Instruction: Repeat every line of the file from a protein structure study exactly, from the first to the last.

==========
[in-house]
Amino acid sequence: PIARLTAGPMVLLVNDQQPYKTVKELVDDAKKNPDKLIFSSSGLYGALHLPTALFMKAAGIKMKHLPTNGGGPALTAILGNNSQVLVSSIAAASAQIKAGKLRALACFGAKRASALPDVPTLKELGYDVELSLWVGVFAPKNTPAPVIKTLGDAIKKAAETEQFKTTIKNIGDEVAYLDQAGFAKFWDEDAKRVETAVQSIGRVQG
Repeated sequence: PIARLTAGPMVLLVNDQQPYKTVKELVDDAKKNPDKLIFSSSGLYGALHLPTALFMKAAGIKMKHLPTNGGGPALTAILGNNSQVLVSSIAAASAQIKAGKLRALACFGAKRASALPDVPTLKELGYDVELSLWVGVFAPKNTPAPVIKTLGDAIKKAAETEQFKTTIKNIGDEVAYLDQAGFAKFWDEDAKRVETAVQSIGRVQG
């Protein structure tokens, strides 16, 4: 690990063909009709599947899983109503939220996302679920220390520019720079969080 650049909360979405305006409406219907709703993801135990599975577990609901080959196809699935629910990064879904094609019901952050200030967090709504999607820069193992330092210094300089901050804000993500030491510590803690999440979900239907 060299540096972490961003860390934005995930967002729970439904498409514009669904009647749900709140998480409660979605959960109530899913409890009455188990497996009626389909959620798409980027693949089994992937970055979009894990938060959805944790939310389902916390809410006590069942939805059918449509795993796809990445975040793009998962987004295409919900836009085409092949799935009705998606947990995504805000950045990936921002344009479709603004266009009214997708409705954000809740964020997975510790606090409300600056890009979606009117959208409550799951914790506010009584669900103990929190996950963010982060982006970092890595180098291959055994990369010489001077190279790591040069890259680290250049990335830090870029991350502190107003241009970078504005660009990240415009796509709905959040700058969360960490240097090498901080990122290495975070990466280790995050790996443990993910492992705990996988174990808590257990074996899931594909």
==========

[in-house]
Amino acid sequence: PIARLTAGPMVLLVNDQQPYKTVKELVDDAKKNPDKLIFSSSGLYGALHLPTALFMKAAGIKMKHLPTNGGGPALTAILGNNSQVLVSSIAAASAQIKAGKLRALACFGAKRASALPDVPTLKELGYDVELSLWVGVFAPKNTPAPVIKTLGDAIKKAAETEQFKTTIKNIGDEVAYLDQAGFAKFWDEDAKRVETAVQSIGRVQG
Repeated sequence: PIARLTAGPMVLLVNDQQPYKTVKELVDDAKKNPDKLIFSSSGLYGALHLPTALFMKAAGIKMKHLPTNGGGPALTAILGNNSQVLVSSIAAASAQIKAGKLRALACFGAKRASALPDVPTLKELGYDVELSLWVGVFAPKNTPAPVIKTLGDAIKKAAETEQFKTTIKNIGDEVAYLDQAGFAKFWDEDAKRVETAVQSIGRVQG
């Protein structure tokens, strides 16, 4: 690990063909009709599947899983109503939220996302679920220390520019720079969080 650049909360979405305006409406219907709703993801135990599975577990609901080959196809699935629910990064879904094609019901952050200030967090709504999607820069193992330092210094300089901050804000993500030491510590803690999440979900239907 060299540096972490961003860390934005995930967002729970439904498409514009669904009647749900709140998480409660979605959960109530899913409890009455188990497996009626389909959620798409980027693949089994992937970055979009894990938060959805944790939310389902916390809410006590069942939805059918449509795993796809990445975040793009998962987004295409919900836009085409092949799935009705998606947990995504805000950045990936921002344009479709603004266009009214997708409705954000809740964020997975510790606090409300600056890009979606009117959208409550799951914790506010009584669900103990929190996950963010982060982006970092890595180098291959055994990369010489001077190279790591040069890259680290250049990335830090870029991350502190107003241009970078504005660009990240415009796509709905959040700058969360960490240097090498901080990122290495975070990466280790995050790996443990993910492992705990996988174990808590257990074996899931594909």